The Moscow protests of the past year have been an intermediate result of phenomenal changes that have been under way since the end of the Soviet Communist system in the part of Russian society that is capable of modernizing. Never before in their history have all Russians been as free and, at the same time, as affluent as in the past decade. The rise of modern urban middle classes, which account for around 15–17 percent of the population according to the Levada Center, an independent polling organization, has reached a tipping point. These newly affluent groups, the “modernized Muscovites,” reject the social contract of the 2000s, which rested on the authorities granting their subjects personal freedom—in the areas of self-expression and money making—in exchange for their noninterference in the political realm.
Though the population has changed, the method of governance in the country has remained largely traditional in the Russian sense: power is centralized, decisions are made by a self-selected few who are unaccountable to anyone, and the ruling group fully dominates society where anything “state-related” is concerned. The salient feature of that domination, in contrast to the Soviet system, is that it was achieved through manipulation—co-opting, discrediting, dispossessing, and neutralizing the masses rather than repressing them.
Now, new generations have come to the fore and a new way of life has emerged in those parts of society where people can stand on their own. In this atmosphere, more people have begun to feel the need for communal life and a moral code. New social networks based on trust and mutual assistance have begun to take root. Civic initiatives have sprung up, built on solidarity and organized around various, mainly nonpolitical projects, such as an effort to save a forest outside Moscow from developers and a movement to make government vehicles observe traffic rules. Freedom of self-expression has led to a civic awakening across the entire political and ideological spectrum, from liberal and libertarian to ultranationalist and fundamentalist.
With imitation political reforms and economic modernization, former president Dmitry Medvedev attempted to woo the more advanced segments of society with liberal-sounding slogans and to create a political home for them within a pro-Kremlin liberal party, but those efforts failed. The decision by Vladimir Putin in September 2011 to reclaim the presidency after taking the role of prime minister during the Medvedev years left that part of society thoroughly disillusioned, leading the modernized Muscovites to renounce their noninterference pact with the authorities. In fact, Russian history suggests that political turmoil often comes after hopes for a liberal change are thwarted.
The awakening of the modernist part of society has provoked a backlash from more traditionalist quarters, who, according to Levada’s estimates, account for some 15 percent of society. This backlash has its roots in the people’s uncertainty about the future and thus fear of any change. The reaction was exacerbated by the government’s policy of pitting one group against the other by staging counterdemonstrations.
Beneath the superficial division between Putin’s supporters and his opponents lies a more fundamental societal divide between those who want to preserve the status quo—and who stand behind Putin for the time being—and those who advocate change even though they cannot always clearly articulate an alternative. Society is becoming more polarized and more radicalized on the fringes.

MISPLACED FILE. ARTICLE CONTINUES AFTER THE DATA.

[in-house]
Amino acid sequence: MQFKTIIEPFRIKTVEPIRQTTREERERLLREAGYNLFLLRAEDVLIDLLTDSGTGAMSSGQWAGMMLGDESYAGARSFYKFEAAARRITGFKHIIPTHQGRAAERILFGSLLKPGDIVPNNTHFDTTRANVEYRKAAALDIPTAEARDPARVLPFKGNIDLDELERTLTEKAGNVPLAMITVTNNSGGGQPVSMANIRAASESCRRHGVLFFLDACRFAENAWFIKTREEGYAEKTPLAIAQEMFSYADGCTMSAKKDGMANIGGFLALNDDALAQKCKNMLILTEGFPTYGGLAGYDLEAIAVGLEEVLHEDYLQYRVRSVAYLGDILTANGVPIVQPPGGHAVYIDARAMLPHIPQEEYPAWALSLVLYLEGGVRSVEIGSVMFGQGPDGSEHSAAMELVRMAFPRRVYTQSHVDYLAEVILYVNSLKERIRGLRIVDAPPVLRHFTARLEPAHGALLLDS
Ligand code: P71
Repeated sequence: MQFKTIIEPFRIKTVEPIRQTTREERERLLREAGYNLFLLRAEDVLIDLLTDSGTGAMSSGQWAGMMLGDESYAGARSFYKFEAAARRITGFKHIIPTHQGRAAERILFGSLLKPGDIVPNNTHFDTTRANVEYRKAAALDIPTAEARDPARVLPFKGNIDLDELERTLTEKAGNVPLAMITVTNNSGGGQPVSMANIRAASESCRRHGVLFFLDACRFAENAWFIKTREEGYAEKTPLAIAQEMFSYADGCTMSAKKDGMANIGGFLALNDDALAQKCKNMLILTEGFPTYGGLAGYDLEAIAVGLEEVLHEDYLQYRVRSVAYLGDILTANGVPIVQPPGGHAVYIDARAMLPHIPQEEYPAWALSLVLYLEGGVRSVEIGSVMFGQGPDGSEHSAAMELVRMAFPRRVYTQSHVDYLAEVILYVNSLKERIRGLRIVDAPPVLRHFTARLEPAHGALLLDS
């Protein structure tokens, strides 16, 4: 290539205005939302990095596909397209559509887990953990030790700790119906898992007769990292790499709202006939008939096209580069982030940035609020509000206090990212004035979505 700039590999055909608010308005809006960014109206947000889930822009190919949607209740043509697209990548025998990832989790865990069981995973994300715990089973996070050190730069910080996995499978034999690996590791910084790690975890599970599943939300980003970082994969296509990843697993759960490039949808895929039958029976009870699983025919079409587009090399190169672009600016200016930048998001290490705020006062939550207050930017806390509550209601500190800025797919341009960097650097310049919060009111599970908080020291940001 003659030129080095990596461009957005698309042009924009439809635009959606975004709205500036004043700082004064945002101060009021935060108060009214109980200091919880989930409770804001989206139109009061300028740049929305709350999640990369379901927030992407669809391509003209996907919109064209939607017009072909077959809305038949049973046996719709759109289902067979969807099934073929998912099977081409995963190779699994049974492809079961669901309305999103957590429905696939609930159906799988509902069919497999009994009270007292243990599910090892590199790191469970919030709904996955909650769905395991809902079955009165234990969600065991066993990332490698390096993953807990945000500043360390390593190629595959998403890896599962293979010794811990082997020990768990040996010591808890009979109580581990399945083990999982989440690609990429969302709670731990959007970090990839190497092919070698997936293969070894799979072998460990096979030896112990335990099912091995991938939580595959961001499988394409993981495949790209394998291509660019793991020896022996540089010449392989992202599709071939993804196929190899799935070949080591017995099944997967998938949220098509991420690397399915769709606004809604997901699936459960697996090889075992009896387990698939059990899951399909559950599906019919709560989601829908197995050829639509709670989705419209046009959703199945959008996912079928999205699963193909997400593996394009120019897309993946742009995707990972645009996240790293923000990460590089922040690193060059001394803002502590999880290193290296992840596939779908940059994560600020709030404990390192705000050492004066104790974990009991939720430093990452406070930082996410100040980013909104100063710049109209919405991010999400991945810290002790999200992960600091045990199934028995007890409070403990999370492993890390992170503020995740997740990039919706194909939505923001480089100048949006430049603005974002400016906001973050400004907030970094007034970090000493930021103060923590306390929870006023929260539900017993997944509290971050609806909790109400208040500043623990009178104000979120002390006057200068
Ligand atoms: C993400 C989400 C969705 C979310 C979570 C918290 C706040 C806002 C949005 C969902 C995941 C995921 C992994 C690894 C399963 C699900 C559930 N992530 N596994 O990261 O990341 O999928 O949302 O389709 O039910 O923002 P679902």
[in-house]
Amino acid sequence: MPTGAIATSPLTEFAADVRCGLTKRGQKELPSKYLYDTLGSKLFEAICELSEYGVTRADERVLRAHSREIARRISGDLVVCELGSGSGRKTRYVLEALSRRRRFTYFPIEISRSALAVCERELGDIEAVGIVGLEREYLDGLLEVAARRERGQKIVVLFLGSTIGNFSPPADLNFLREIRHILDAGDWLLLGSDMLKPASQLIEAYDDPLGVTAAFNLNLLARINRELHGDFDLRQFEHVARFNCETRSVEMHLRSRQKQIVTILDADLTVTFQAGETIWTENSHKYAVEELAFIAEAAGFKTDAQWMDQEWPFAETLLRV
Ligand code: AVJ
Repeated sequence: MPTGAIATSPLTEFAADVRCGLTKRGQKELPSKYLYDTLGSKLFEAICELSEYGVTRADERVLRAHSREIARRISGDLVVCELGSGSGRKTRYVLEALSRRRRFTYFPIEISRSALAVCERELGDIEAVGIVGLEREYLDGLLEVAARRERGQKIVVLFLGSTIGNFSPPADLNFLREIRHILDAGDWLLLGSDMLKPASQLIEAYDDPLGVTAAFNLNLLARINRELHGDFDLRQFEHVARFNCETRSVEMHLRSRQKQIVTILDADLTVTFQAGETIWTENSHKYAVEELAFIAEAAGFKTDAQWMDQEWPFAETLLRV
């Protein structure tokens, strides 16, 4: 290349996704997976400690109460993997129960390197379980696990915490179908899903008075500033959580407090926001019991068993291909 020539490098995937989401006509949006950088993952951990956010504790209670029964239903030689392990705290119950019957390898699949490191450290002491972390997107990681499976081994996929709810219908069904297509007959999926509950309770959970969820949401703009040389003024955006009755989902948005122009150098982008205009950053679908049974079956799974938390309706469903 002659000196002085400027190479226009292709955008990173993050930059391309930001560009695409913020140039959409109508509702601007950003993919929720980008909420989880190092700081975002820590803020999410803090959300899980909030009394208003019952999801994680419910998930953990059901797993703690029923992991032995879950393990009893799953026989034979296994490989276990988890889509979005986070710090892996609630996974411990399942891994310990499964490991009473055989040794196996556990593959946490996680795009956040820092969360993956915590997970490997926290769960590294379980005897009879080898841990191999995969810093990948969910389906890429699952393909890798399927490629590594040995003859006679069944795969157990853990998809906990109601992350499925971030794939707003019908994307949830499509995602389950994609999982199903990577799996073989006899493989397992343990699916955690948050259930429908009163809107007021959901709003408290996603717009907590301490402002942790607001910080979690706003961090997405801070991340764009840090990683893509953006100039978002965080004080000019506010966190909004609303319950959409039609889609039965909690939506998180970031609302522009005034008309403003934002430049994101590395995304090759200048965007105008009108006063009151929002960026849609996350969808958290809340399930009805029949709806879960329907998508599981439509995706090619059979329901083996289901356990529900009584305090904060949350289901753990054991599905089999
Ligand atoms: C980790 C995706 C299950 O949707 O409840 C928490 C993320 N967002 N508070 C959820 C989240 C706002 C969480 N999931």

Until recently, society’s relative passivity allowed the state to avoid taking part in the public debate on values. But, in particular, the controversy surrounding the punk band Pussy Riot, whose members were charged with hooliganism in 2012 for a protest performance in a Russian Orthodox Church and sentenced to two years in jail, has made the issues of values, morality, faith, religion, artistic freedom, and the role of the church in society and its relations with the state a matter of intense public debate. Other similar issues, such as gay rights and the meaning and nature of the family, are also being put on the agenda. As Russian society is maturing, the public discussion is entering areas that were previously either marginal or taboo. As in the political realm, the modernized groups first challenged the authorities on the issue of values, and the authorities soon went on a counteroffensive, invading the citizens’ private lives with measures such as “anti-blasphemy” legislation.
As Russian society is maturing, the public discussion is entering areas that were previously either marginal or taboo.
The state has indicated the issues that it values highly, such as Russian patriotism, the centrality of the state, the country’s great power status and territorial integrity, and support for the established religious denominations, above all Orthodox Christianity. But the government has not come up with a clearer vision of Russian national identity or of the values of modern society. Now, the Russian state must decide whether it in principle shares the values of human rights and tolerance that can make Russia part of the cultural West, however broadly defined, or whether it is a wholly separate civilization built on unique values—a blend of the dominant Orthodoxy and traditional Islam.
In more practical terms, the state must determine how to treat the values of the relatively small and politically marginal but modernized and increasingly active part of society. If their values are deemed alien to those of the Russian state, they could potentially be viewed as “enemies within” and then the state would have to determine how they should be treated. Putin has had to accept that he is no longer the leader of all Russians, but the state has not yet figured out how to treat the sizeable minority—perhaps 20 percent, according to Levada—of those who reject not only Putin but the system he stands for. If the newly awakened are not enemies, they will have to be afforded a voice in the national legislature and—broadly—in national politics, or the government risks destabilizing the system further.